Fossil Friday Roundup: June 7, 2019

Featured Image: Coreoperca maruoi Yabumoto and Uyeno, 2009 KMNH VP 100,261. From Yabomuto (2019).

Papers (All Open Access):

  • Acta Palaeontologica Polonica 64 (2) 2019: Complete Open Access Journal Issue
  • Timing and ecological priority shaped the diversification of sedges in the Himalayas (PeerJ)
  • An ammonite trapped in Burmese amber (PNAS)
  • An ichthyodectiform fish, Amakusaichthys goshouraensis (new Japanese name: Amakusagoshouramukashiuo) from the upper Cretaceous Himenoura Group in Goshoura, Amakua, Kumamto, Japan (Fossils)
  • The lost freshwater goby fish fauna (Teleostei, Gobiidae) from the early Miocene of Klinci (Serbia) (SJP)
  • Mesozoic and Cenozoic osteichthyan fish fossils from Japan based on the specimens deposited in Japanese museums and their potential. (J-stage)
  • Current state of research on Quaternary freshwater fossil fishes in Japan (Fossils)
  • zDigital dissection of the pelvis and hindlimb of the red-legged running frog, Phlyctimantis maculatus, using Diffusible Iodine Contrast Enhanced computed microtomography (DICE μCT) (PeerJ)
  • The cutting-edge morphology of the mole snake’s dental apparatus (PeerJ)
  • The fossil record of durophagous predation in the James Ross Basin over the last 125 million years (APS)
  • Forelimbs of the theropod dinosaur Dilophosaurus wetherilli: Range of motion, influence of paleopathology and soft tissues, and description of a distal carpal bone (PalaeoE)
  • Fostoria dhimbangunmal, gen. et sp. nov., a new iguanodontian (Dinosauria, Ornithopoda) from the mid-Cretaceous of Lightning Ridge, New South Wales, Australia (JVP)
  • Taphonomic analysis of saurischian dinosaurs from the Plottier Formation (Upper Cretaceous), Mendoza, Argentina (Andean Geology)
  • First find of the dromaeosauridae (dinosauria: dromaeosauridae) ungual from the late cretaceous Blagoveschensk dinosaur locality (Amur Region, Russia) (ДОКЛАДЫ АКАДЕМИИ НАУК)
  • Skeletal atlas of the Thylacine (Thylacinus cynocephalus) (PalaeoE)
  • Review of the actualistic taphonomy of small mammals ingested by South American predators. Its importance in the interpretation of the fossil record (Publicación Electrónica de la Asociación Paleontológica Argentina)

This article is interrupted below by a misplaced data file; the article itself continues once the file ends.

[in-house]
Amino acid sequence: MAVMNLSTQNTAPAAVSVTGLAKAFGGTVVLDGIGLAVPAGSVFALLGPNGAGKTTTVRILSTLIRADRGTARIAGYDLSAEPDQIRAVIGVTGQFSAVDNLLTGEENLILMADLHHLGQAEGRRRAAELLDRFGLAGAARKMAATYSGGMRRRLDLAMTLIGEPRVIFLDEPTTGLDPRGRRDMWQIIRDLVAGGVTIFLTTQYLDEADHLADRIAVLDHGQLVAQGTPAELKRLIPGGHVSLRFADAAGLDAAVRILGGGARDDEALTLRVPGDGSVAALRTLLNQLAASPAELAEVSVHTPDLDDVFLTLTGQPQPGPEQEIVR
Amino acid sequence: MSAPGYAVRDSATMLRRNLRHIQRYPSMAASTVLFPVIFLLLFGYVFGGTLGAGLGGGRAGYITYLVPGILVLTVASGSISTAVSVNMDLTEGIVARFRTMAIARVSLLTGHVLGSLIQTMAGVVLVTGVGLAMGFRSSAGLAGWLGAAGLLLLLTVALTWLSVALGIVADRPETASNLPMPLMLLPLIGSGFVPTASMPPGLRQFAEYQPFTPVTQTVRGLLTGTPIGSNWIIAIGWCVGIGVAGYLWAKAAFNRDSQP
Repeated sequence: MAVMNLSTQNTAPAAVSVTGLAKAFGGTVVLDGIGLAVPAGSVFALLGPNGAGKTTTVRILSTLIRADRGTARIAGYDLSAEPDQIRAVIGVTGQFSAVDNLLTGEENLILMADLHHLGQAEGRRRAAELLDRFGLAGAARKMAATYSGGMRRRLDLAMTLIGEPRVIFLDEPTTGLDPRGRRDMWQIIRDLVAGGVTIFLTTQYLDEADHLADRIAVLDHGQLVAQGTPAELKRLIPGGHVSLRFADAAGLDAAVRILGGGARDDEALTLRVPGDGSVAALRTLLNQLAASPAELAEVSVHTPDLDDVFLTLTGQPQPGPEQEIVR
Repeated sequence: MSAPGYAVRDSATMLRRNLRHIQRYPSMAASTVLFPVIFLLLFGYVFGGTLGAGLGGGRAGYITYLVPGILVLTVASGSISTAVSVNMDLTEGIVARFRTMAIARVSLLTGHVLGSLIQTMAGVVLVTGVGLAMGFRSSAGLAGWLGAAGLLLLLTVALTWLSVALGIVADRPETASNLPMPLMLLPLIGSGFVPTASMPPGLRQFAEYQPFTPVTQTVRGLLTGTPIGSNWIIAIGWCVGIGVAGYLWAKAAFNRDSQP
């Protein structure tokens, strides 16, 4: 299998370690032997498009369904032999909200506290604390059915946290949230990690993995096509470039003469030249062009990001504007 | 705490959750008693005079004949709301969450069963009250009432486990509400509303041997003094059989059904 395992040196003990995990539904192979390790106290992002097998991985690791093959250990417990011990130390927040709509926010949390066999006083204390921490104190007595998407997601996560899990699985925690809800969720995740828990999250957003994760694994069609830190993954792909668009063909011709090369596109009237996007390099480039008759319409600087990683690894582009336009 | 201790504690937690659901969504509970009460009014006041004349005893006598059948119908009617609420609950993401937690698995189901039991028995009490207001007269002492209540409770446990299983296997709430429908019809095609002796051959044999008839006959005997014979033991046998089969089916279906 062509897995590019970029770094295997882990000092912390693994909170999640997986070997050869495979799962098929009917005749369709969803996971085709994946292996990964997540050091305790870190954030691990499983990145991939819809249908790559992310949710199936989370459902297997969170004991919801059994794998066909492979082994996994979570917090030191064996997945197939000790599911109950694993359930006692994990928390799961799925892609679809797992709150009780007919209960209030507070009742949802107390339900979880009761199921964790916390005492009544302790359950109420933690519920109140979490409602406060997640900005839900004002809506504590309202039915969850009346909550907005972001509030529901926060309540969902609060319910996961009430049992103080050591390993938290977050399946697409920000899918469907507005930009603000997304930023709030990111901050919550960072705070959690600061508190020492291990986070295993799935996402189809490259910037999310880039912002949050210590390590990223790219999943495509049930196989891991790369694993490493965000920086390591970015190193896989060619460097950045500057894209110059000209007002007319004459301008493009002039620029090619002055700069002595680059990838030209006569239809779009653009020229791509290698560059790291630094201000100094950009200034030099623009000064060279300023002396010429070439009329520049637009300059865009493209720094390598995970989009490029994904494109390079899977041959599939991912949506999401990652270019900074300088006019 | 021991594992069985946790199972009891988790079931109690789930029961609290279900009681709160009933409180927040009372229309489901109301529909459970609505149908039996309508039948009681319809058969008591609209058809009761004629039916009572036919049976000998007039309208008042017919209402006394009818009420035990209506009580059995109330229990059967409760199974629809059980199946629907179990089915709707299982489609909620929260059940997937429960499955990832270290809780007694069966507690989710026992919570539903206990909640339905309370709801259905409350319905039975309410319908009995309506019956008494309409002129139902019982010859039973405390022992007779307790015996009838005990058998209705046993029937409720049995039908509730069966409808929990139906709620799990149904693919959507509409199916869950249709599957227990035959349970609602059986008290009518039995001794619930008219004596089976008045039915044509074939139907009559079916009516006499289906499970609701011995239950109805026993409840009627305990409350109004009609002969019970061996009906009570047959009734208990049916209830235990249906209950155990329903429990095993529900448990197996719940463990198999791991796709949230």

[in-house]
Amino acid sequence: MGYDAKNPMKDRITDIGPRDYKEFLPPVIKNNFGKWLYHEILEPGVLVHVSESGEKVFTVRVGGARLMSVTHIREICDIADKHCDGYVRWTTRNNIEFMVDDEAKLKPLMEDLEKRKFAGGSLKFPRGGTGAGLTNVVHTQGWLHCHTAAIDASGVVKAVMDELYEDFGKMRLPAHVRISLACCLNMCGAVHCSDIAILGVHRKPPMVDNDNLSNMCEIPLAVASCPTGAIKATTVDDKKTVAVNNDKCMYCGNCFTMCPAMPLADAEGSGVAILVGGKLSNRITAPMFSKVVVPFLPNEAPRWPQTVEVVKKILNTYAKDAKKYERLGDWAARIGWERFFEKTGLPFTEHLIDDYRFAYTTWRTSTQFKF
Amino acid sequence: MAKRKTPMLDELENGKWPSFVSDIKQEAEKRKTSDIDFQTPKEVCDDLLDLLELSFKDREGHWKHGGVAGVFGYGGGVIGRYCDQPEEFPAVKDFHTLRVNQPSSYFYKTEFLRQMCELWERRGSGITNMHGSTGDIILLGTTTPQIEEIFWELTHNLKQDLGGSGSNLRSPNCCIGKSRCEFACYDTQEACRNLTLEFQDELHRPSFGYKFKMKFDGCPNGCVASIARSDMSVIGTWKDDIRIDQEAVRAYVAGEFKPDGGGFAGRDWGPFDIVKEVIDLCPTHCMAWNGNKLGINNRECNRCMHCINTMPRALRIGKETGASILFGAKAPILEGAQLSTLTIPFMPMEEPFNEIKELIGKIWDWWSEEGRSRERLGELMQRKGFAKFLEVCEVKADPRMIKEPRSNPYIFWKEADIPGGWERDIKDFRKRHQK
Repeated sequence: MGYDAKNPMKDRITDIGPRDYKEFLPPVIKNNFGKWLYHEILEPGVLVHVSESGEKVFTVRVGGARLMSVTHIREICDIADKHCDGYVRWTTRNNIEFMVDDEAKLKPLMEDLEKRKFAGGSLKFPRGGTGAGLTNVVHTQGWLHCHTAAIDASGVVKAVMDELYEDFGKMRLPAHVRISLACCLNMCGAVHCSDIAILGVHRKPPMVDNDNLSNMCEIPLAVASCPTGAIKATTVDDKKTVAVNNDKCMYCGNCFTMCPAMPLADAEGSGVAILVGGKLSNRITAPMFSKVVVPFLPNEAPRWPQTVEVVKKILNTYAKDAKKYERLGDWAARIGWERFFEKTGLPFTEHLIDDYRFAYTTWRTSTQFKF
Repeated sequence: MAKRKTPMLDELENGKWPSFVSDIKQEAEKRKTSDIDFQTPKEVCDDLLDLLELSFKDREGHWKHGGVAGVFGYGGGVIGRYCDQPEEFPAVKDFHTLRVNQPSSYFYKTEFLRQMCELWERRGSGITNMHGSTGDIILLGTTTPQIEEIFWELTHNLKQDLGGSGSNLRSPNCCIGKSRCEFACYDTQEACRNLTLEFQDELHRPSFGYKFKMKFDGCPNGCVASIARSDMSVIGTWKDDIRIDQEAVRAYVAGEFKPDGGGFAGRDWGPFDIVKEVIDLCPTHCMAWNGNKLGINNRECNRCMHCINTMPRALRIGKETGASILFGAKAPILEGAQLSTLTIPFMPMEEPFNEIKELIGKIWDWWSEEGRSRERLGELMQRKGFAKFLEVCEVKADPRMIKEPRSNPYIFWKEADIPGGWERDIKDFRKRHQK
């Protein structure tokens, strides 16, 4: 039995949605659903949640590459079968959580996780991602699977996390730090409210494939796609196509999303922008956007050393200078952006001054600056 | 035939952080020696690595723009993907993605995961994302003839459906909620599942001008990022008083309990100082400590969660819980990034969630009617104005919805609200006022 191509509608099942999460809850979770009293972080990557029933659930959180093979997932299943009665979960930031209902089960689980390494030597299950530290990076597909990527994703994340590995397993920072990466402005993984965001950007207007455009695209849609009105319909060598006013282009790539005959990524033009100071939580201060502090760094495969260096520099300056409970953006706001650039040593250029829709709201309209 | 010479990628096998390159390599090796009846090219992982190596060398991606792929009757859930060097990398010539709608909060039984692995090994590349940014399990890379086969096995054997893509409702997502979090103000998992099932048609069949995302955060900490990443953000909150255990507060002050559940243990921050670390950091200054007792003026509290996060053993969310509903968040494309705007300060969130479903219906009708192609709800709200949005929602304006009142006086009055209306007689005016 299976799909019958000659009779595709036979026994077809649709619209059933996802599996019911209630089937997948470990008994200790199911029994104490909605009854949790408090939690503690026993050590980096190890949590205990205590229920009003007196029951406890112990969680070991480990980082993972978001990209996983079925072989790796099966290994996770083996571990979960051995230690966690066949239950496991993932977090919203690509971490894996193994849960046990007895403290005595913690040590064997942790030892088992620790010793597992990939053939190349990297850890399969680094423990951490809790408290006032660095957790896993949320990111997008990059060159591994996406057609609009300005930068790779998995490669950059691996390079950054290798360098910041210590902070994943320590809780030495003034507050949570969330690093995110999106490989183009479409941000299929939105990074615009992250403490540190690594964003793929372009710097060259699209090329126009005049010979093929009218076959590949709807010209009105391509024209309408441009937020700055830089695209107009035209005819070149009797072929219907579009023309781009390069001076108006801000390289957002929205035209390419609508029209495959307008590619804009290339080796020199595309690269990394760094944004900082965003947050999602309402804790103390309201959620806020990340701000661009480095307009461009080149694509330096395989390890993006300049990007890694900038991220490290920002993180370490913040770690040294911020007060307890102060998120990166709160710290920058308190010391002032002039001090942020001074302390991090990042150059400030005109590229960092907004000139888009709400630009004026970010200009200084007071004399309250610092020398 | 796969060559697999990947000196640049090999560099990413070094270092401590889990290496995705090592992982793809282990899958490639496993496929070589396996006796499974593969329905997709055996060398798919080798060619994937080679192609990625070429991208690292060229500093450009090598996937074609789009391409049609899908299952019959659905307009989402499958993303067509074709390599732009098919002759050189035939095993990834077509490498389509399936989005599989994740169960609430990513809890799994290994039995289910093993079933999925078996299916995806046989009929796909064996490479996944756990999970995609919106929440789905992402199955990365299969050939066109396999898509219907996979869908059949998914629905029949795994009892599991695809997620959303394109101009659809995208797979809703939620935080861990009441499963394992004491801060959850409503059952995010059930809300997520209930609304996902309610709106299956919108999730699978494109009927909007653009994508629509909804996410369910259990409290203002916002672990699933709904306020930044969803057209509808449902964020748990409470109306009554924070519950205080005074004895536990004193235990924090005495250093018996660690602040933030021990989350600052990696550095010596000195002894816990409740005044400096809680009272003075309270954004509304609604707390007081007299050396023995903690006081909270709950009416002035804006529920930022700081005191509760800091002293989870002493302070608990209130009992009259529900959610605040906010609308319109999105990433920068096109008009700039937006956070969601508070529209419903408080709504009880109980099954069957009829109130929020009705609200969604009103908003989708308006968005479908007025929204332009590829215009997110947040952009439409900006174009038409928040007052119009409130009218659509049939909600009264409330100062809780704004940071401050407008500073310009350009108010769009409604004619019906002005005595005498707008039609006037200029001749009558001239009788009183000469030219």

• Sciuromorphy outside rodents reveals an ecomorphological convergence between squirrels and extinct South American ungulates (Communications Biology)
  • Tendons from kangaroo rats are exceptionally strong and tough (SciRep)
  • Phylogeography and ecological niche modeling unravel the evolutionary history of the Yarkand hare, Lepus yarkandensis (Mammalia: Leporidae), through the Quaternary (BMC Evolutionary Biology)
  • Crown beaked whale fossils from the Chepotsunai Formation (latest Miocene) of Tomamae Town, Hokkaido, Japan (PalaeoE)
  • Taurida cave, a new locality of the early pleistocene vertebrates in Crimea (ДОКЛАДЫ АКАДЕМИИ НАУК)
  • The late pleistocene deposits and the small mammals’ fauna of the Middle Palaeolithic site Betovo (Desna River basin) (Link)
  • Ancient Mitogenomes Reveal the Evolutionary History and Biogeography of Sloths (Current Biology)

Community Events, Society Updates, and Resources: 


  • North American Paleontological Convention June 23–27 2019 (Link)
  • Judith River Symposium (Great Plains Dinosaur Museum), Malta, Montana, June 28–30 (Link)
  • Cretaceous & Beyond: Paleo of Western Interior (Dickinson Museum), Dickinson, North Dakota, September 14–17 (Link)

News and Views:

Animals and Anatomy, Fossils and Fossilization:

  • Rare fossils provide more detailed picture of biodiversity during Middle Ordovician (KU)
  • When Fingers Changed Fins (Laelaps)
  • Run like a Dinosaur (Laelaps)
  • Dakosaurus: Beast of the Week (PBW)
  • Feathers came first, then birds (University of Bristol)
  • The Porcupine Sleeps Tonight (Synapsida)
  • Fossil Friday – Camelops tooth (Valley of the Mastodon)
  • The Hellacious Lives of the “Hell Pigs” (PBS Eons)
  • Conditions the World Cannot Conceive: Studying Taung in 1920s South Africa (Paige Madison)
  • Episode 62 – Amber (Common Descent)

Featured Folks, Fieldwork, and Museums:

Methods and Musings:

  • The ‘Great Dying’ Nearly Erased Life On Earth. Scientists See Similarities To Today (NPR)
  • Marine ecosystems have entered the Anthropocene (Letters from Gondwana)
  • An Overview of Open Access Publishing in Palaeontology (GTV)
  • Hype and Trust (Extinct)

Arts, Books, Culture, Fun:

  • Godzilla: King of the Monsters, Some Trivial But Monstrous Thoughts  (TetZoo)
  • Book review – I, Mammal: The Story of What Makes Us Mammals (The Inquisitive Biologist)
  • My sauroponderous birthday card from Brian Engh (SVPOW)

Do you have some news, a blog, or something just plain cool you want to share with the PLOS Paleo Community? Email it to us at, tweet it to us at @PLOSPaleo, or message us on Facebook.

Published by Sarah Z. Gibson

Dr. Sarah Z. Gibson is a paleontologist and science communicator based in Minnesota. Her research focuses on the evolutionary history of ray-finned fishes from the Early Mesozoic.

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